The Recording Industry Association of America (RIAA) has sued more than 26,000 Americans it claims have illegally downloaded music, and has used its stable of high priced lawyers to force settlements from most of the people it has sued.
Most of those sued have settled outside of court with the RIAA. A Minnesota woman who was charged with illegally encouraging the sharing of 1,700 songs has maintained that she was innocent of the charges and chose not to be forced into a settlement with the RIAA. She made the RIAA take the case to court and for the first time present a file-sharing case before a jury. She lost, and was ordered to pay $9,250 each for 24 songs that the RIAA chose to focus on during the trial.
Jammie Thomas was accused of sharing music with Kazaa, the peer-to-peer file-sharing service. Thomas still maintains that she has never owned a Kazaa account and that she did not know if someone else used her computer to illegally download music, but was unaware of it if that had occurred. The jury did not believe her, and ruled that Thomas alone was in charge of her computer and responsible for whatever use occurred; it was her computer, it was her house, regardless of who sat behind the keyboard at any given time. The jury did not, however, find Thomas guilty of actually “sharing the files” or intentionally acting to do so. The damages were awarded because they found that she had made the files available by the use of her computer. This finding could make it possible for Thomas to appeal the verdict because they didn’t find that she had intended to violate any music copyright laws. However, she likely does not have the money to hire an expensive lawyer to pay for an in-depth appeal.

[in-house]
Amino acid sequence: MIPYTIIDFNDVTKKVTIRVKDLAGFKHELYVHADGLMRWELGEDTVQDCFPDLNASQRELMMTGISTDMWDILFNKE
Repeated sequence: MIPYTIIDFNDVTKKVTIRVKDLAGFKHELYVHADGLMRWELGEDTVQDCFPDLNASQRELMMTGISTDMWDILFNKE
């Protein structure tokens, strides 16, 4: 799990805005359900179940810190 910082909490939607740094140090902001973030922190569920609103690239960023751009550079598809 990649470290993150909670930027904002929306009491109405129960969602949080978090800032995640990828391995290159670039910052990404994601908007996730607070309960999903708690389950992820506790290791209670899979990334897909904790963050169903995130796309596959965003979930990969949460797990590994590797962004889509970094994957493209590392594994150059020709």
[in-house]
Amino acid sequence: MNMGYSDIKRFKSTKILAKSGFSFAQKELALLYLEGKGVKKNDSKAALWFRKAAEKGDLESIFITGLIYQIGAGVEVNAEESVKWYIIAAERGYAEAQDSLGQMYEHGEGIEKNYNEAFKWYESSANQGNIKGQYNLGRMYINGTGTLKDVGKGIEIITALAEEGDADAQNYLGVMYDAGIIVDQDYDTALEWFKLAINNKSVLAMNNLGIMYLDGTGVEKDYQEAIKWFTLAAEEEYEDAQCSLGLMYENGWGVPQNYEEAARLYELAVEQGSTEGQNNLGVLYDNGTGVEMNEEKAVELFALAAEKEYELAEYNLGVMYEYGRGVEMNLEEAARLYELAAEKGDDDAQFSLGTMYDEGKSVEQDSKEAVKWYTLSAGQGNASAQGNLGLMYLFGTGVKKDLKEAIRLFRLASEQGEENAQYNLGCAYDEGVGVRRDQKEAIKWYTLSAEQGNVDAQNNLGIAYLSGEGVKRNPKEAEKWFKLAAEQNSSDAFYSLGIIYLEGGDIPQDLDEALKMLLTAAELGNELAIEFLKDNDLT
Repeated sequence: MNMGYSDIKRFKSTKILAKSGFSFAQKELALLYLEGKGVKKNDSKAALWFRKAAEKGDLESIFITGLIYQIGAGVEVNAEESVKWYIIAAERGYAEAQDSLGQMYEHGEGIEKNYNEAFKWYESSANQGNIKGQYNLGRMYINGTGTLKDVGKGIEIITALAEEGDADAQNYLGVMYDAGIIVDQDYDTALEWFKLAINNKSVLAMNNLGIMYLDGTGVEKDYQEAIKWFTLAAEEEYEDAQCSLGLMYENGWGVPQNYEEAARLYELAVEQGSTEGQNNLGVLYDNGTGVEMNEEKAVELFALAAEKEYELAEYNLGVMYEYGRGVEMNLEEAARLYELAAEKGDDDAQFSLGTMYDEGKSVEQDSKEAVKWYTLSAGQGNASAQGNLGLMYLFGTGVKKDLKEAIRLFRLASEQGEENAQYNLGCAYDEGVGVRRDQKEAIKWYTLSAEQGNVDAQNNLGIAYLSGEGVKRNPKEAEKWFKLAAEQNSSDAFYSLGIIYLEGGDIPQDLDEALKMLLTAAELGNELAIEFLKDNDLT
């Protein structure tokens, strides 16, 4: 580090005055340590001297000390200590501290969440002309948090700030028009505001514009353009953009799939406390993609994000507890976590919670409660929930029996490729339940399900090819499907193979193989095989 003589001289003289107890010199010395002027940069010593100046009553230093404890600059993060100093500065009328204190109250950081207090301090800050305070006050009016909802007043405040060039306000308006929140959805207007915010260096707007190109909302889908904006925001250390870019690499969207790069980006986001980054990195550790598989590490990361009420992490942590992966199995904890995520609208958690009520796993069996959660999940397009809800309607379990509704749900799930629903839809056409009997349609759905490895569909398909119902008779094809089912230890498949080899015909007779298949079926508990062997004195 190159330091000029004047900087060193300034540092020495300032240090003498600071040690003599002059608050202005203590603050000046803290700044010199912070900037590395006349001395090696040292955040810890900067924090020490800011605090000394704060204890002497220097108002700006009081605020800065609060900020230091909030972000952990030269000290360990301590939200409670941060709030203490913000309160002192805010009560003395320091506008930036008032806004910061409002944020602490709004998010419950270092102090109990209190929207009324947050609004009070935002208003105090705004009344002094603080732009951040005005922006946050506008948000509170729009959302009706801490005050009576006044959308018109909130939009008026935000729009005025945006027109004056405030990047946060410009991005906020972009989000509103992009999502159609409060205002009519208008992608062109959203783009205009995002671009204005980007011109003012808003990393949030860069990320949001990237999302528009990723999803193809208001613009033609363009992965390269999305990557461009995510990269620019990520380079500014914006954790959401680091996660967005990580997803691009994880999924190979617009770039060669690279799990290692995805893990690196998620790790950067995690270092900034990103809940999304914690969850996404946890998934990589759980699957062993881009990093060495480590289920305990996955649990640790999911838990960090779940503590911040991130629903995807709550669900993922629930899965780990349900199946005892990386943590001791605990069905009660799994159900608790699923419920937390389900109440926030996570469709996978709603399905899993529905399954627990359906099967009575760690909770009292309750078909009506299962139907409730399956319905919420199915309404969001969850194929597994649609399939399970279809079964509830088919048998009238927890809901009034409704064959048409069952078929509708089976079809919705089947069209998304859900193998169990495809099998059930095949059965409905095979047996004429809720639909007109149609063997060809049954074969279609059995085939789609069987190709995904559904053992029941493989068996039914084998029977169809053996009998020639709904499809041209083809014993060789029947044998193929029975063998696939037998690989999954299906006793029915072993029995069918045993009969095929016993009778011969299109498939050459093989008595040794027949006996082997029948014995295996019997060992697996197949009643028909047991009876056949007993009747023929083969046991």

As for the victory itself, both sides indicated that this judgment will not reduce music file sharing or the use of music file sharing services. This makes us wonder why the RIAA goes after small time individual users and then bankrupts them. Wouldn’t it make more sense to arrive at a consensus between the RIAA and the American music consumer public as to what constitutes “reasonable use” of music? And wouldn’t it also make a lot of sense to go after the people who are creating CDs of illegally downloaded music and distributing and selling hundreds and thousands of copies of them? These are the real violators; not college students and single mothers who share their computers with their friends and their kids. And what about the users in countries outside the U.S. that do not even have copyright laws or recognize copyright violation as a crime? There is certainly “illegal use” of U.S. music in those countries.
We think the RIAA is barking up the wrong tree by threatening and suing individuals and that it should refocus its efforts on pursuing and prosecuting big violators and developing fair reasonable use standards.